There’s Good News and Bad News (Computer Edition)

Over the last two weeks, I’ve been having computer issues. My experiences, and what I did to resolve them, may help you in similar situations.

The good news is that theoretically I’m fairly well prepared for problems. The bad news is that even when you’re prepared, reality can raise unexpected issues that undermine theoretical preparedness.

My first problem was when I had a graphics issue with some new software and thought I needed an updated video driver to fix it. But after downloading the driver, I found I had a virus and could not boot normally.

One way I am “prepared” is by having an excellent free virus / malware removal program called Malwarebytes. Despite the virus, I could boot into “safe” mode and run the program. It found and eliminated the virus. Problem solved!

Wednesday, a new problem appeared. When I turned the computer on, I received an error message:  “Page Fault in Non-Paged Area” and Windows would not load normally. I have a vague knowledge of “paging” and it did not seem to me to be related to loading Windows but to operating in Windows.

I had been seeing this error message regularly after loading Windows and the computer would shutdown but I could start up again. A Google search of that error suggested it could be a failing power supply. Since my computer is eight years old that seemed plausible.

But since the computer would attempt to start, a failed power supply could not be the problem. I called a friend who has a Microsoft certification and he said that error message is often associated with a corrupted registry. I have another excellent free utility program called Glary Utilities which includes registry scan and repair. Since I regularly scan the registry using that program, I was surprised to hear a corrupted registry might be the problem.

I took my friend’s advice to try boot into safe mode and scan the registry. I was able to do that and the program fixed a problem about “ARP cache” which I had not previously seen during other scans. But my relief was short-lived….

Thursday, I could not load Windows again. This time, the error message was about a missing or corrupt DLL (hal.dll). I tried to boot into safe mode but received the same error message.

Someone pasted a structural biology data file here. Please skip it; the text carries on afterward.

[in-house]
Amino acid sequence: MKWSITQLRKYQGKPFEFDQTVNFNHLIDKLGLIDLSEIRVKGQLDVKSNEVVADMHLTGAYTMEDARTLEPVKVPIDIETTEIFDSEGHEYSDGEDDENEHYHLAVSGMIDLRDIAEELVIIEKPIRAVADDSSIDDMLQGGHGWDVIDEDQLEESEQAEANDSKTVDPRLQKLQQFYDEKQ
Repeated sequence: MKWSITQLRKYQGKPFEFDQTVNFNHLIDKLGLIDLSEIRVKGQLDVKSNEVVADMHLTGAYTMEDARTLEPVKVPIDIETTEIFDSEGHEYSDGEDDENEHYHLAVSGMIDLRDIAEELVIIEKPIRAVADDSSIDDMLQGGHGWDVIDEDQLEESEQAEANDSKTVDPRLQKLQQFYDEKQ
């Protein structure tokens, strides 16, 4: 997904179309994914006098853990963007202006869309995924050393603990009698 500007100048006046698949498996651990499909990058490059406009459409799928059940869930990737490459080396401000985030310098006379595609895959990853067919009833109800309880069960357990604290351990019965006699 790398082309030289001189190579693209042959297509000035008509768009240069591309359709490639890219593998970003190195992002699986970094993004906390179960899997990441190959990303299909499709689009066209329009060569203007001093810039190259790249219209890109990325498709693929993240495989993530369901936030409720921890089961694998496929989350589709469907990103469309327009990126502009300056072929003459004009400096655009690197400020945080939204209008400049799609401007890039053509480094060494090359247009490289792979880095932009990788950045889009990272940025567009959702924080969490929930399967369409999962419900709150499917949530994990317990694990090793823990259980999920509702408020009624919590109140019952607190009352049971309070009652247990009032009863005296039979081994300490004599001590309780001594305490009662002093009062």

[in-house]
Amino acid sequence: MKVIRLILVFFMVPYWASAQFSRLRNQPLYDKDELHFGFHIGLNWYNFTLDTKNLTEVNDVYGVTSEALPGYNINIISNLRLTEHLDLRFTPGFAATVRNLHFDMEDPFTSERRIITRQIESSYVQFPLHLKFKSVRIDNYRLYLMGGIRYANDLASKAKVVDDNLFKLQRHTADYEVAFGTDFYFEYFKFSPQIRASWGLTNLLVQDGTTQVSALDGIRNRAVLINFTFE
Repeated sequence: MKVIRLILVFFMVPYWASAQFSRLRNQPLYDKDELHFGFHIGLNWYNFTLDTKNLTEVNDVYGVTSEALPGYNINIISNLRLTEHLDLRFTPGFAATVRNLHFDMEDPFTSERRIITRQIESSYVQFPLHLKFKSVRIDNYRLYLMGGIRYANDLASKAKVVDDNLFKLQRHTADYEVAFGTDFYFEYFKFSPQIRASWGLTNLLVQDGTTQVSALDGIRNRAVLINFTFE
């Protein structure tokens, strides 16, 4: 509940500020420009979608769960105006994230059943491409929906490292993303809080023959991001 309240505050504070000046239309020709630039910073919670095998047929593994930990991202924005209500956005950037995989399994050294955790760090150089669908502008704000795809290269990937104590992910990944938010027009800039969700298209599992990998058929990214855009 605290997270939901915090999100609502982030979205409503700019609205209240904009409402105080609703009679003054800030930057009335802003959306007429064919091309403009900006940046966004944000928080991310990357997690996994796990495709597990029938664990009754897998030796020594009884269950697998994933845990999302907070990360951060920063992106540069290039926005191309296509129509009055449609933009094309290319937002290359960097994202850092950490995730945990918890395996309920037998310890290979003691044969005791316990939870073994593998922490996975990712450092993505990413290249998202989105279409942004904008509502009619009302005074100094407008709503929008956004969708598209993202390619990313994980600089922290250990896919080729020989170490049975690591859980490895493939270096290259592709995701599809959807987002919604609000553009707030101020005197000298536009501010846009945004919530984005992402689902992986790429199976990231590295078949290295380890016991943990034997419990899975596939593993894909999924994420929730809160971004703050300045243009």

I was prepared for catastrophic failure because I have an imaging program (Acronis True Image but there are others) which creates a clone of your entire hard drive or a partition (most hard drives have a C and D partition). These disk cloning programs include creating a bootable CD from which you can bring up the program and install the cloned disk image to the existing hard drive or a new hard drive.

But my optimism quickly faded. During an “analysis” of my hard drive before transferring the cloned image, the program reported a “runlist corrupted error.” It seemed I could complete the transfer and fix the error later but when I was asked where I wanted to transfer the image my C: drive did not appear as an option. Rather, an external USB hard drive which is normally my J drive showed up as C.

This seemed to be a minor inconvenience. I could “recover” Windows to the version when I bought the computer, fix the “runlist” problem and then install the clone.

The “problem” with using only “recover” is that you will not be able to run many programs since they were installed after you created the recovery file and so you will need to install the programs again. And, the “recovered” Windows you get will not include all the updates made since the recovery file was created. A regularly updated cloned image avoids those issues.

My recovered Windows XP turned out to be the version with Service Pack 2, so I’m missing whatever is in SP3 plus all the security and other updates over the last eight years. Although even a program I installed a few days ago is there on the desktop, it of course does not run. Only some of my shortcuts are on the desktop. I was surprised that my Internet connection worked without reinstallation.

After Internet research, “runlist corrupted” means there is problem on the hard drive which requires running a utility called “check disk” available through the “run” command on the “Start” screen or through third party software such as the Glary Utilities I mentioned earlier.

But “check disk” takes a long time. Over an hour on a small (140 Gigs) hard drive. Which is why I like a small drive as my “Windows” drive. (My external USB hard drive is 500 Gigs.)